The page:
Topical antibiotic ointments such as erythromycin ointment can provide improved comfort and also may also prevent a bacterial super-infection. We recommend dosing erythromycin ointment 4 times a day for 2-3 days.
The use of topical NSAID drops such as ketorolac or diclofenac for pain relief remains controversial. A Cochrane systematic review in 2017 was unable to show clear benefit in topical NSAID use for traumatic corneal abrasions, and these drops are not as cost effective as oral analgesics. Thus, we do not recommend the routine use of topical NSAIDs in most cases of photokeratitis.
Patching the eye has been shown to not be effective in the treatment of corneal abrasions, and can delay corneal healing, and is thus not recommended.
Usage of cycloplegics/mydriatics such as cyclopentolate or homatropine have not been shown to be effect in corneal abrasions, and are generally not recommended.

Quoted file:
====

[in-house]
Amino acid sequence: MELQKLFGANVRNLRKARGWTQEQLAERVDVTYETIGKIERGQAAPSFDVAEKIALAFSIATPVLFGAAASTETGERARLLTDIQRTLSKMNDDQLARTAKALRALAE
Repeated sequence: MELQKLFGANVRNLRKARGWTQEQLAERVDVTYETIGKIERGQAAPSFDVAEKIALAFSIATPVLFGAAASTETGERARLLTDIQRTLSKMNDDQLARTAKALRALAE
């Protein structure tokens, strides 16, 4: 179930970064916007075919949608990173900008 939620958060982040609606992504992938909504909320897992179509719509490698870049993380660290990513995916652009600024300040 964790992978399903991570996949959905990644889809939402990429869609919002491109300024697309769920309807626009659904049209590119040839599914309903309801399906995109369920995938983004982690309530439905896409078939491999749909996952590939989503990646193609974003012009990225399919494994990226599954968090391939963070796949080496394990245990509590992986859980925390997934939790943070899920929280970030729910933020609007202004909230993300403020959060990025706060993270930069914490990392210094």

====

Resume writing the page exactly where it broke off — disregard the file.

Symptoms often delayed (6-12 hours) - pain, photophobia, prominent tearing, conjunctival infection, blepharospasm.
oral analgesia (may need opioids) and topical cycloplegia (e.g. 1% cyclopentolate) for comfort for up to about 3 days.
Treat similar to corneal abrasions with topical antibiotics and consider topical anesthetics if injury <24 hours old
bulbar conjunctival (the covering of the white part of the eye) injection and chemosis with sparing of the palpebral conjunctiva since it is blocked by the eyelids. punctate keratitis on Fluorescein stain!
Ultraviolet (UV) keratitis is known by various names, including photokeratitis, snow blindness, arc eye, and welder’s flash. These all represent the same pathology: corneal damage due to acute ultraviolet radiation exposure
Analgesia (very painful condition) - PO NSAIDS, opioids.
Do not prescribe topical anesthetics (i.e. tetracaine) to be used at home, this can lead to poor corneal healing and corneal melt.
Eye rest (avoid re-exposure).
Lacrilube (saline eye drops).
± Antibiotic ointment (erythromycin ophthalmic or gentamicin ophthalmic)